There isn’t a lot of research on children’s safety when a child is on an alternative vaccine schedule. While we clearly know that the longer you wait to immunize a child for vaccine-preventable illnesses, the longer the window of time a child is left susceptible, there isn’t a huge data set on children who are late to get shots or who are considered “undervaccinated.” Although it’s intuitive to think that a child who is not getting immunizations on time is at higher risk for infections (particularly during times of epidemics), it’s helpful when the science backs up our instinct and thinking.
This is likely something you already knew but there’s new research to compound our understanding.
Children Late On Shots Are At Risk For Whooping Cough
Recent pediatric research found that when it comes to whooping cough, children who were late on getting their shots are more prone to infection. In fact the more doses of the DTaP shot that a child misses, the more likely it is that they could be diagnosed with whooping cough.
A JAMA Pediatrics study published online in September 2013 evaluated children between 3 months to 36 months of age. During the first three years of life children are recommended to have 4 doses of the DTaP (Diphtheria, Tetanus, and Pertussis) shot starting at 2 months of age. In the JAMA matched case-control study children who were late on 3 doses of DTaP were 18 times as likely be diagnosed with whooping cough compared to children who were up to date on their shots. Children unvaccinated (missing 4 doses of DTaP) were 28 times more likely to be diagnosed with whooping cough when compared with fully vaccinated children.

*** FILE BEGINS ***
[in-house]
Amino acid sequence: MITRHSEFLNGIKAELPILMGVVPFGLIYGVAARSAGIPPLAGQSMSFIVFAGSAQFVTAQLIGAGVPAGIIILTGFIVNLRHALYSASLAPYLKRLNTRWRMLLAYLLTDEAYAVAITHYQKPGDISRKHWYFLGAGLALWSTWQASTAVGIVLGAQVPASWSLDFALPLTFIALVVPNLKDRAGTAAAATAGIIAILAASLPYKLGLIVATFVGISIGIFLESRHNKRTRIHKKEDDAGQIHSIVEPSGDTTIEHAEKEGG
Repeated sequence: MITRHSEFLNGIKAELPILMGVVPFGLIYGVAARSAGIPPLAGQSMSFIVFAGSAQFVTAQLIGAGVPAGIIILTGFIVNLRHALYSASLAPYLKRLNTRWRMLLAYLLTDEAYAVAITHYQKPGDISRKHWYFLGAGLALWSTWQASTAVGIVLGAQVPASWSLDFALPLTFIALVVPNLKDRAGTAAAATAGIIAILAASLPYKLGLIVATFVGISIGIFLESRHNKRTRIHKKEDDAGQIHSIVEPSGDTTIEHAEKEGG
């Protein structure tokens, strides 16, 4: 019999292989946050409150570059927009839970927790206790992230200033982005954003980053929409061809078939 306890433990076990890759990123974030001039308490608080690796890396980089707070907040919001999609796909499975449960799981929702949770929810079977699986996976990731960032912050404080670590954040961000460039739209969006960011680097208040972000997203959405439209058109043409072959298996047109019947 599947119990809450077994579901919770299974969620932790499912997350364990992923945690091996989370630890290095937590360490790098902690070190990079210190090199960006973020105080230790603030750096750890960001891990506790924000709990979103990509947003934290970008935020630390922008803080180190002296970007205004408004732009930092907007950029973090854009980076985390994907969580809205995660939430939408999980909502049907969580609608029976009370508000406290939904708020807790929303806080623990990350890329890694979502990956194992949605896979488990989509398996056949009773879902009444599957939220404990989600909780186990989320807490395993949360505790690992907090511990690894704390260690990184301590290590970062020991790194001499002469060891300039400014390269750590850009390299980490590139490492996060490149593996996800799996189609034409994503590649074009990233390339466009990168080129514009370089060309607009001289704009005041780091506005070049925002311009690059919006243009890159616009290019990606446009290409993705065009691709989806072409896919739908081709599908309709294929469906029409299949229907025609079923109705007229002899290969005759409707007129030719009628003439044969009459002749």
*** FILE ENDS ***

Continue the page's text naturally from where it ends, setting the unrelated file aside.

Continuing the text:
The takeaway reminder? When you start a series of immunizations for your children, make sure you complete all shots in the series. Most experts believe children aren’t fully protected from whooping cough until they’ve received 4 doses of DTaP (at 15 months of age if on-schedule).
We have to finish what we start — another reason to get in on-time for well-care visits during the first few years of a your child’s life. And as a final note, the value of well-child care extends well past immunization.